The actual depth of the ledge is critical in determining if the bass will be found in large numbers (a school) and whether they will hold there for a period of time. Active, feeding bass will move into very shallow water on occasions. However, they will not normally remain there for very long. For safety and to preclude outside disturbance, bass will always move back to positions near deeper water when not actively pursuing food. This depth range, as we stated before, is usually between eight and 15 feet. Therefore, the most potentially productive ledges will be within that range.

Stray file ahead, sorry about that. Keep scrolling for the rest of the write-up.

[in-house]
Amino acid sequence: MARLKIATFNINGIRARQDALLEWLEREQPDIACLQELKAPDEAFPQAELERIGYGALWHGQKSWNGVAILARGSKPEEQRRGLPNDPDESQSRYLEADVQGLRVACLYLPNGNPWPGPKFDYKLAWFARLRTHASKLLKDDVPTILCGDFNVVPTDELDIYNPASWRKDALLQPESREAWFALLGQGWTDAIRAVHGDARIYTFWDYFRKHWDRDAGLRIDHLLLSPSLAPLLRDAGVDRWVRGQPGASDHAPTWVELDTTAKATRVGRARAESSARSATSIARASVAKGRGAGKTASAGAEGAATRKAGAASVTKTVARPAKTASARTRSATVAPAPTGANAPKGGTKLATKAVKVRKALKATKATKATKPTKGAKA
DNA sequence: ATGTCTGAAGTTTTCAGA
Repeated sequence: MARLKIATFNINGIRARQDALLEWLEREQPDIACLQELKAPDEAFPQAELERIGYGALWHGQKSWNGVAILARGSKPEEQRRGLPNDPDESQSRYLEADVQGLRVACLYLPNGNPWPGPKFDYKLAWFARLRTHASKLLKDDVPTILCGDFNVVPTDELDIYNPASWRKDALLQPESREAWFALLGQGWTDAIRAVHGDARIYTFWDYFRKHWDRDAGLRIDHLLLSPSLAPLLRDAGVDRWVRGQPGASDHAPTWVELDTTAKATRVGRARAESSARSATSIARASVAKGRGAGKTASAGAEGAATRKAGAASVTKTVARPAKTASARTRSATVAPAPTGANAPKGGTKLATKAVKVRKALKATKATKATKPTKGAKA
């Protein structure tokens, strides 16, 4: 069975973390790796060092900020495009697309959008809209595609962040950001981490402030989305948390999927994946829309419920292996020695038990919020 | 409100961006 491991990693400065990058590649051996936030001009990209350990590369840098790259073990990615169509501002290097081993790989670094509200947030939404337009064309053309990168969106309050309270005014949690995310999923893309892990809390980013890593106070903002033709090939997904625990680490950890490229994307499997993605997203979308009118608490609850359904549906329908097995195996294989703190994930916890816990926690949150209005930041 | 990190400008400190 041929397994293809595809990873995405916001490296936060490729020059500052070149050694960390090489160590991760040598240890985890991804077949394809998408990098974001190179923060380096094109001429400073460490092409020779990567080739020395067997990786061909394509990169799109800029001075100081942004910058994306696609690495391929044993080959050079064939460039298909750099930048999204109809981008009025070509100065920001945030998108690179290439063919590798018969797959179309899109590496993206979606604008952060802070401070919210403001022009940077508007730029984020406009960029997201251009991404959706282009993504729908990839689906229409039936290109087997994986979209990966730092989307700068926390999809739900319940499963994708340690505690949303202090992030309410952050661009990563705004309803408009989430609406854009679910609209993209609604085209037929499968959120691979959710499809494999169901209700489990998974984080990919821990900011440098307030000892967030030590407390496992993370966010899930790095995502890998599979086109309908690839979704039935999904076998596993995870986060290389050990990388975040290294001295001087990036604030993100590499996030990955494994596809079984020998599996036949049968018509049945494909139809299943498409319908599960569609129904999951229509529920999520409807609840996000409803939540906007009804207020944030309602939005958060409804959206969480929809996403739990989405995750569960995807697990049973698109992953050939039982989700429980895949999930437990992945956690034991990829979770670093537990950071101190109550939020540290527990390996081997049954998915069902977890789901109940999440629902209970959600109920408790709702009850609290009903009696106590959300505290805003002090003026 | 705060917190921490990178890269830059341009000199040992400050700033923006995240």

The quickest way to locate good ledges and drops is to consult a well-defined topographical map. Start your map analysis near river and feeder creek channels (for moving water possibilities and depth) and look for strong bottom irregularities and rapid contour (depth) changes. Key to those that fall within the 8-15 foot range and mark them with a black pen. Now, survey the general area for indications of cover close by. A good map will show old timber areas, which will tip off the remains of stumps and brush. Mark these in red. Take a close look at your handiwork and, wherever the black and red are adjacent, further mark them with a star or 'X'. Give added attention to those potential locations closest to deep water. The final step becomes to prioritize the list. To do this, select the locations with the sharpest drop-off and deepest adjacent water and number them. You now have a plan of attack which has been thought out in a logical manner.